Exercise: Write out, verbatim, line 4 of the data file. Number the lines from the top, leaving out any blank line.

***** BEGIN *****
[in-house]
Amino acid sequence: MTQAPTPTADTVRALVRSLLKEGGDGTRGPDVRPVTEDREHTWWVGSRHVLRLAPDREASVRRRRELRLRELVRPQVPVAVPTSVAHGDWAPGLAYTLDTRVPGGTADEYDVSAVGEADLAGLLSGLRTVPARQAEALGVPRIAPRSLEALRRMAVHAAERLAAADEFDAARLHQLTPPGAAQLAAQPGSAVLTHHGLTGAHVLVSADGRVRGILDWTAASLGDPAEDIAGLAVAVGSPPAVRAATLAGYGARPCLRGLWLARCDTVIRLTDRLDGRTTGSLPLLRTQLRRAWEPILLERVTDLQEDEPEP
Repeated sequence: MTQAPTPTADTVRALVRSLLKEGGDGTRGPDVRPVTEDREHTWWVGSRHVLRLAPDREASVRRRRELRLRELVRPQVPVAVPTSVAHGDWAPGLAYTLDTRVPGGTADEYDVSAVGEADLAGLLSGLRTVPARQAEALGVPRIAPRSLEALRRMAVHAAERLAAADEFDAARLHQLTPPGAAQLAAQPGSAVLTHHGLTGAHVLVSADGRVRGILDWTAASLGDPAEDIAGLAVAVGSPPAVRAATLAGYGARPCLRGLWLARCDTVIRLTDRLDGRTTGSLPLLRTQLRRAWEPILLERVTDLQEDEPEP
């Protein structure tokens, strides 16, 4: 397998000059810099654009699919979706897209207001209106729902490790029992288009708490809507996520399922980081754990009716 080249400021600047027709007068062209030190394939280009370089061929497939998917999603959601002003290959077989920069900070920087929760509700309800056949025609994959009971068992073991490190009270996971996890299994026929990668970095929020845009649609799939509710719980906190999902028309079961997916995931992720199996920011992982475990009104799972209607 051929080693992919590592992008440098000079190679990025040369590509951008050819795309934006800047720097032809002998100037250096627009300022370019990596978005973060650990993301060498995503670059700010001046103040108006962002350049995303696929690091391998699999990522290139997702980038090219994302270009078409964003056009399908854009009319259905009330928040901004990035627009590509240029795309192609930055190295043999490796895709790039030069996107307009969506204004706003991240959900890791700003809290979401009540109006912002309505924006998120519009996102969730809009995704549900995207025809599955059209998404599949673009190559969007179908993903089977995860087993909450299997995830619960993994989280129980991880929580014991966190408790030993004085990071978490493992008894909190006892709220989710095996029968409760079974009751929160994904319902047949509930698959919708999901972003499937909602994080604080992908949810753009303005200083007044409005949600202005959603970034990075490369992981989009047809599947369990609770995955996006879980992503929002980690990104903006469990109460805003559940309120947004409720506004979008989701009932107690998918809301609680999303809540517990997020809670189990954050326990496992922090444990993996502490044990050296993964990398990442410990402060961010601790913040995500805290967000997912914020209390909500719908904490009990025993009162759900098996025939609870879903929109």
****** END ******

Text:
């Protein structure tokens, strides 16, 4: 397998000059810099654009699919979706897209207001209106729902490790029992288009708490809507996520399922980081754990009716 080249400021600047027709007068062209030190394939280009370089061929497939998917999603959601002003290959077989920069900070920087929760509700309800056949025609994959009971068992073991490190009270996971996890299994026929990668970095929020845009649609799939509710719980906190999902028309079961997916995931992720199996920011992982475990009104799972209607 051929080693992919590592992008440098000079190679990025040369590509951008050819795309934006800047720097032809002998100037250096627009300022370019990596978005973060650990993301060498995503670059700010001046103040108006962002350049995303696929690091391998699999990522290139997702980038090219994302270009078409964003056009399908854009009319259905009330928040901004990035627009590509240029795309192609930055190295043999490796895709790039030069996107307009969506204004706003991240959900890791700003809290979401009540109006912002309505924006998120519009996102969730809009995704549900995207025809599955059209998404599949673009190559969007179908993903089977995860087993909450299997995830619960993994989280129980991880929580014991966190408790030993004085990071978490493992008894909190006892709220989710095996029968409760079974009751929160994904319902047949509930698959919708999901972003499937909602994080604080992908949810753009303005200083007044409005949600202005959603970034990075490369992981989009047809599947369990609770995955996006879980992503929002980690990104903006469990109460805003559940309120947004409720506004979008989701009932107690998918809301609680999303809540517990997020809670189990954050326990496992922090444990993996502490044990050296993964990398990442410990402060961010601790913040995500805290967000997912914020209390909500719908904490009990025993009162759900098996025939609870879903929109």